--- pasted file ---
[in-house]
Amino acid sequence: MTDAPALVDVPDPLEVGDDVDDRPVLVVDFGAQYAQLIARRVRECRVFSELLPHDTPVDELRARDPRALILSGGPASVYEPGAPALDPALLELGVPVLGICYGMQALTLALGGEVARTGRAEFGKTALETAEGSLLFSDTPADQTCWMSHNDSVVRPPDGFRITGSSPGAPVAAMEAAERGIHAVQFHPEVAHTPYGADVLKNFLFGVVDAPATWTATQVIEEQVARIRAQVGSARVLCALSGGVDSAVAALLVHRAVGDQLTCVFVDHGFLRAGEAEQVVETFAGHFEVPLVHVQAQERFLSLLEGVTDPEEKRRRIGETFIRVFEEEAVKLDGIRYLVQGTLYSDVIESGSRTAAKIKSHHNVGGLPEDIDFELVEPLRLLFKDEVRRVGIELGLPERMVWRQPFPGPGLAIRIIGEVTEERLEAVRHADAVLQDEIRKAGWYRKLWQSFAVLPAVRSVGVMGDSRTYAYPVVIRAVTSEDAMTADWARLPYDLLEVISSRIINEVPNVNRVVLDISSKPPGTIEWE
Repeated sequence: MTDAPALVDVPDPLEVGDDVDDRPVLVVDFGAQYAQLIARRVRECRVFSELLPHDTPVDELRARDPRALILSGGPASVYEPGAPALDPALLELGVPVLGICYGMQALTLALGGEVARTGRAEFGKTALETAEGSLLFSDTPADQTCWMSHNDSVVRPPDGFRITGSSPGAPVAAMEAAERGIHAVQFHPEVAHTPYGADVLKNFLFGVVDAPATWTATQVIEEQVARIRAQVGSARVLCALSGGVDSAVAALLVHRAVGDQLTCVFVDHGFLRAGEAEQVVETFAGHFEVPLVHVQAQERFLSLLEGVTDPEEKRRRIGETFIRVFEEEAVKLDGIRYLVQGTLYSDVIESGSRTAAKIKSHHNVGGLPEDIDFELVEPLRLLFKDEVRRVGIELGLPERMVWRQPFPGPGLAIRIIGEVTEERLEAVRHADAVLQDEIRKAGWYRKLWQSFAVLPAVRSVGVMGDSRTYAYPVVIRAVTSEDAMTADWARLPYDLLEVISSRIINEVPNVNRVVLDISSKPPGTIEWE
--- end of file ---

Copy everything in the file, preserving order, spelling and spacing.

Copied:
[in-house]
Amino acid sequence: MTDAPALVDVPDPLEVGDDVDDRPVLVVDFGAQYAQLIARRVRECRVFSELLPHDTPVDELRARDPRALILSGGPASVYEPGAPALDPALLELGVPVLGICYGMQALTLALGGEVARTGRAEFGKTALETAEGSLLFSDTPADQTCWMSHNDSVVRPPDGFRITGSSPGAPVAAMEAAERGIHAVQFHPEVAHTPYGADVLKNFLFGVVDAPATWTATQVIEEQVARIRAQVGSARVLCALSGGVDSAVAALLVHRAVGDQLTCVFVDHGFLRAGEAEQVVETFAGHFEVPLVHVQAQERFLSLLEGVTDPEEKRRRIGETFIRVFEEEAVKLDGIRYLVQGTLYSDVIESGSRTAAKIKSHHNVGGLPEDIDFELVEPLRLLFKDEVRRVGIELGLPERMVWRQPFPGPGLAIRIIGEVTEERLEAVRHADAVLQDEIRKAGWYRKLWQSFAVLPAVRSVGVMGDSRTYAYPVVIRAVTSEDAMTADWARLPYDLLEVISSRIINEVPNVNRVVLDISSKPPGTIEWE
Repeated sequence: MTDAPALVDVPDPLEVGDDVDDRPVLVVDFGAQYAQLIARRVRECRVFSELLPHDTPVDELRARDPRALILSGGPASVYEPGAPALDPALLELGVPVLGICYGMQALTLALGGEVARTGRAEFGKTALETAEGSLLFSDTPADQTCWMSHNDSVVRPPDGFRITGSSPGAPVAAMEAAERGIHAVQFHPEVAHTPYGADVLKNFLFGVVDAPATWTATQVIEEQVARIRAQVGSARVLCALSGGVDSAVAALLVHRAVGDQLTCVFVDHGFLRAGEAEQVVETFAGHFEVPLVHVQAQERFLSLLEGVTDPEEKRRRIGETFIRVFEEEAVKLDGIRYLVQGTLYSDVIESGSRTAAKIKSHHNVGGLPEDIDFELVEPLRLLFKDEVRRVGIELGLPERMVWRQPFPGPGLAIRIIGEVTEERLEAVRHADAVLQDEIRKAGWYRKLWQSFAVLPAVRSVGVMGDSRTYAYPVVIRAVTSEDAMTADWARLPYDLLEVISSRIINEVPNVNRVVLDISSKPPGTIEWE